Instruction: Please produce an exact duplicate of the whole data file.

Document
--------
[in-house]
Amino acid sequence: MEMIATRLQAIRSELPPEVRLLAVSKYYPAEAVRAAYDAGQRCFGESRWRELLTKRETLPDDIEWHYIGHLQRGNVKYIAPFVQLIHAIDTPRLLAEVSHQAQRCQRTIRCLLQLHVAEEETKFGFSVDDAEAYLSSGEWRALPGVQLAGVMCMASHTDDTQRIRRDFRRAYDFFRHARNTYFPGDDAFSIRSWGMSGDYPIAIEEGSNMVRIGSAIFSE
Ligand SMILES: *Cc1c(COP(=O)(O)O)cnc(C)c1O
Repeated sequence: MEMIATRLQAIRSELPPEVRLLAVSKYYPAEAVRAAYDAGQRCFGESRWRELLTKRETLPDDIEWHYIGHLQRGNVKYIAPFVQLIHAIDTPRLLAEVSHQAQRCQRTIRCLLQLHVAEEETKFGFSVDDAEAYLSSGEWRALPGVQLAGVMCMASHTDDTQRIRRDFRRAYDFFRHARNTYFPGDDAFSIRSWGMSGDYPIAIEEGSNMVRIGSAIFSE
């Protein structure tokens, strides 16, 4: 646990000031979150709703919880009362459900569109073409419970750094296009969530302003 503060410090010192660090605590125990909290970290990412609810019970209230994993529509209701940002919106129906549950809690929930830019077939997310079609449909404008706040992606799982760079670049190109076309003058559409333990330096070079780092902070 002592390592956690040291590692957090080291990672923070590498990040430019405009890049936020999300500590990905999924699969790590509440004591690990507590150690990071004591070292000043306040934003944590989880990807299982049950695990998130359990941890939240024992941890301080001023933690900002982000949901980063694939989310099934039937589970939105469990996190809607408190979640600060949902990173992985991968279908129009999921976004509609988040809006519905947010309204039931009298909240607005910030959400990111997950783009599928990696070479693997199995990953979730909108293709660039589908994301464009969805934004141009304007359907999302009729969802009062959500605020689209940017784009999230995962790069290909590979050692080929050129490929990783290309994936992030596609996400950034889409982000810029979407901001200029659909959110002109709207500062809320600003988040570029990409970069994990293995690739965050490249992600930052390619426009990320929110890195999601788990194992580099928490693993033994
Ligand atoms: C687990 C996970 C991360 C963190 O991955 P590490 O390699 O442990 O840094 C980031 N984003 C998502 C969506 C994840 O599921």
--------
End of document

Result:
[in-house]
Amino acid sequence: MEMIATRLQAIRSELPPEVRLLAVSKYYPAEAVRAAYDAGQRCFGESRWRELLTKRETLPDDIEWHYIGHLQRGNVKYIAPFVQLIHAIDTPRLLAEVSHQAQRCQRTIRCLLQLHVAEEETKFGFSVDDAEAYLSSGEWRALPGVQLAGVMCMASHTDDTQRIRRDFRRAYDFFRHARNTYFPGDDAFSIRSWGMSGDYPIAIEEGSNMVRIGSAIFSE
Ligand SMILES: *Cc1c(COP(=O)(O)O)cnc(C)c1O
Repeated sequence: MEMIATRLQAIRSELPPEVRLLAVSKYYPAEAVRAAYDAGQRCFGESRWRELLTKRETLPDDIEWHYIGHLQRGNVKYIAPFVQLIHAIDTPRLLAEVSHQAQRCQRTIRCLLQLHVAEEETKFGFSVDDAEAYLSSGEWRALPGVQLAGVMCMASHTDDTQRIRRDFRRAYDFFRHARNTYFPGDDAFSIRSWGMSGDYPIAIEEGSNMVRIGSAIFSE
């Protein structure tokens, strides 16, 4: 646990000031979150709703919880009362459900569109073409419970750094296009969530302003 503060410090010192660090605590125990909290970290990412609810019970209230994993529509209701940002919106129906549950809690929930830019077939997310079609449909404008706040992606799982760079670049190109076309003058559409333990330096070079780092902070 002592390592956690040291590692957090080291990672923070590498990040430019405009890049936020999300500590990905999924699969790590509440004591690990507590150690990071004591070292000043306040934003944590989880990807299982049950695990998130359990941890939240024992941890301080001023933690900002982000949901980063694939989310099934039937589970939105469990996190809607408190979640600060949902990173992985991968279908129009999921976004509609988040809006519905947010309204039931009298909240607005910030959400990111997950783009599928990696070479693997199995990953979730909108293709660039589908994301464009969805934004141009304007359907999302009729969802009062959500605020689209940017784009999230995962790069290909590979050692080929050129490929990783290309994936992030596609996400950034889409982000810029979407901001200029659909959110002109709207500062809320600003988040570029990409970069994990293995690739965050490249992600930052390619426009990320929110890195999601788990194992580099928490693993033994
Ligand atoms: C687990 C996970 C991360 C963190 O991955 P590490 O390699 O442990 O840094 C980031 N984003 C998502 C969506 C994840 O599921």